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I'm going through (well, at least I'm planning to) Rief's book about statistical mechanic (I want to improve my knowledge). I want to be serious about this so I'm trying to solve as much problem as I can (and understand them). I came upon this one (1.5):

In a game of a Russian roulette (not recommended by the author), one inserts a single cartridge into the drum and of a revolver, leaving the other five chambers of the drum empty. One then spins the drum, aims at one's head, and pulls the trigger.
(a) What it the probability of being still alive after playing the game $N$ times?
(b) What it the probability of surviving ($N-1$) turns in this game and then being shot the $N$th time one pulls the trigger?
(c) What is the mean number of times a player gets the opportunity of pulling the trigger in this macabre game?

I believe that the starting point for (c) is:

$\left \langle n\right \rangle = \sum_{n=1}^\infty n \left(\frac{5}{6}\right)^{(n-1)} \frac{1}{6}$

Wolfram alpha tells me this is an exact sum which equals to 6 (logical). I want however, to try and imply the standard derivative trick (and this is why I'm asking this here and not in the math thread):

$\left \langle n\right \rangle = \frac{1}{6}\sum_{n=1}^\infty \frac{\partial}{\partial n} \left(\frac{5}{6}\right)^{n} = \frac{1}{6} \frac{\partial}{\partial n} \sum_{n=1}^\infty \left(\frac{5}{6}\right)^{n}$

But this is an exact sum (that equals to 1) and I can't take it's derivative. I know I could use some table to solve this, the question is if there some way to solve this in a way that a student can do this in the exam?

I hope any of what I wrote is clear and approved by the site policy.

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you can't take the derivative outside the summation symbol -- that is, the two operations don't commute. (When you use the derivative trick in an integral, you take some derivative with respect to some parameter; not the integration variable) – wsc Nov 15 '11 at 16:07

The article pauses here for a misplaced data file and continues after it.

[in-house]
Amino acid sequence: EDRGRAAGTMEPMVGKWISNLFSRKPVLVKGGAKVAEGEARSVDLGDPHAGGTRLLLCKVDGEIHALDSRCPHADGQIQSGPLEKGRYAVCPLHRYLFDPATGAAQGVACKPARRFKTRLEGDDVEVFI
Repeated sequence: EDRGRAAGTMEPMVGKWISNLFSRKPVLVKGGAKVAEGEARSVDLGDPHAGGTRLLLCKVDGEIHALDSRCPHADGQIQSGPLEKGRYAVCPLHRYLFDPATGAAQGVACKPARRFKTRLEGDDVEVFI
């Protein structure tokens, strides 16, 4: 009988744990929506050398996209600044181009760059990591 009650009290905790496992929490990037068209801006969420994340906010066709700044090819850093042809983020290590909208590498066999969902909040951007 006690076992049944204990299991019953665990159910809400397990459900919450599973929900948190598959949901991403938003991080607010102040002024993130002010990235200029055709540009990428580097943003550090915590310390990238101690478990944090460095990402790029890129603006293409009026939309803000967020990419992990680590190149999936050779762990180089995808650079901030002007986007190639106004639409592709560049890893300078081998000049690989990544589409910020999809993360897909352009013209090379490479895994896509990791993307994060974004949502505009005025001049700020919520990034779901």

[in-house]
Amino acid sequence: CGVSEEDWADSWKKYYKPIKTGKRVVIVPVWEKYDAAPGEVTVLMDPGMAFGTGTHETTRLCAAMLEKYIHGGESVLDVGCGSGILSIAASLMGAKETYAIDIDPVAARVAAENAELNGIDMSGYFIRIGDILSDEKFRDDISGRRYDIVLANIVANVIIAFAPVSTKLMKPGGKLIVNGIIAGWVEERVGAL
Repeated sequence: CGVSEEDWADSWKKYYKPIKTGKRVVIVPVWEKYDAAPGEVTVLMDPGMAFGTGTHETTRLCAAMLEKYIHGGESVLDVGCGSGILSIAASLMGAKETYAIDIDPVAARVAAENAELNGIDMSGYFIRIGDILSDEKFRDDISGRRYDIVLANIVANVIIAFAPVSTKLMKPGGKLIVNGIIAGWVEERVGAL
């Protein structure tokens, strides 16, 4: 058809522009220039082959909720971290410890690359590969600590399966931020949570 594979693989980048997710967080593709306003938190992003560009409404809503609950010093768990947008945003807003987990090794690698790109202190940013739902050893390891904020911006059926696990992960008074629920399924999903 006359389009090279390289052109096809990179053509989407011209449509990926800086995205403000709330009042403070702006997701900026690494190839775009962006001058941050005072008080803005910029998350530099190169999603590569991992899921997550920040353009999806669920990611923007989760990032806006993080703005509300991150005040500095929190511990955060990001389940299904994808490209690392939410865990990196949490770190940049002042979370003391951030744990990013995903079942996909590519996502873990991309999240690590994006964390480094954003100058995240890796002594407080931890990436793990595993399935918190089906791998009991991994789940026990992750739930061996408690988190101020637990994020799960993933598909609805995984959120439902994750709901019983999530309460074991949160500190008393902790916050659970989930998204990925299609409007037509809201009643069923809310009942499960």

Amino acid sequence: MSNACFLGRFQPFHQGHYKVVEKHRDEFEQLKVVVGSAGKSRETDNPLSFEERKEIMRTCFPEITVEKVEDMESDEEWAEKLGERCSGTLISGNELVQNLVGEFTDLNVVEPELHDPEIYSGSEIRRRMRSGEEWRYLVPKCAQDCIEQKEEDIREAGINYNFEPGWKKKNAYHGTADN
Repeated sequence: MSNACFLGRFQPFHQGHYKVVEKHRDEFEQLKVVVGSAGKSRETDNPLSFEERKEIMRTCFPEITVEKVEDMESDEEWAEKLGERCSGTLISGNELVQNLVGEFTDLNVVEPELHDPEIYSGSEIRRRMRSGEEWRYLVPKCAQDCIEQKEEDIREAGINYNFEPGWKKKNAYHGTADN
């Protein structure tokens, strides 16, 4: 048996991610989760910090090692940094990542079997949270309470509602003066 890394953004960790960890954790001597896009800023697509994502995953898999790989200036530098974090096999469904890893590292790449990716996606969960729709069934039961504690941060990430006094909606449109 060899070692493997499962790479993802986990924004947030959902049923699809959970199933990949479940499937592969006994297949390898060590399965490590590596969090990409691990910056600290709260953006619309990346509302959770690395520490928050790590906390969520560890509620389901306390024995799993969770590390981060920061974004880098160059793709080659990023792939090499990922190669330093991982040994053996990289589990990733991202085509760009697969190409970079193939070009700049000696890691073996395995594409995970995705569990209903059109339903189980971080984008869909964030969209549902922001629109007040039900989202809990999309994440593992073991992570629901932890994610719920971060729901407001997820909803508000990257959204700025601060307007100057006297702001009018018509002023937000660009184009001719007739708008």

up vote 3 down vote accepted

The trick works, you just need to apply it differently. The problem is that you are differentiating with respect to $n$, which won't work because you are summing over $n$.

Instead, the sum you wish to evaluate is,

$$\langle n \rangle = \sum_{n=1}^\infty n x^{n-1}(1-x) = (1-x) \sum_{n=1}^\infty n x^{n-1}$$ with $x=5/6$. Now this can be written as,

$$\langle n \rangle = (1-x)\frac{\partial}{\partial x} \sum_{n=1}^\infty x^{n} = (1-x)\frac{\partial}{\partial x}\left(\frac{1}{1-x} -1\right) = 1/(1-x)$$

which gives 6 for x = 5/6.

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Thanks. Reading your answer I realized that I took the wrong derivative. It is bound to happen if you try and solve stuff when you are tired. – Yotam Nov 15 '11 at 19:13

$$\left \langle n\right \rangle ~=~ \frac{1}{6}\sum_{n=1}^\infty n \left(\frac{5}{6}\right)^{n-1}~=~ \left.\frac{1}{6}\sum_{n=1}^\infty n x^{n-1} \right|_{x=\frac{5}{6}} ~=~ \left.\frac{1}{6}\sum_{n=1}^\infty \frac{d}{dx} x^n \right|_{x=\frac{5}{6}} $$ $$~=~ \left.\frac{1}{6}\frac{d}{dx}\sum_{n=1}^\infty x^n \right|_{x=\frac{5}{6}} ~=~ \left.\frac{1}{6}\frac{d}{dx}\frac{x}{1-x} \right|_{x=\frac{5}{6}}~=~ \left.\frac{1}{6}\frac{1}{(1-x)^2} \right|_{x=\frac{5}{6}}~=~6.$$

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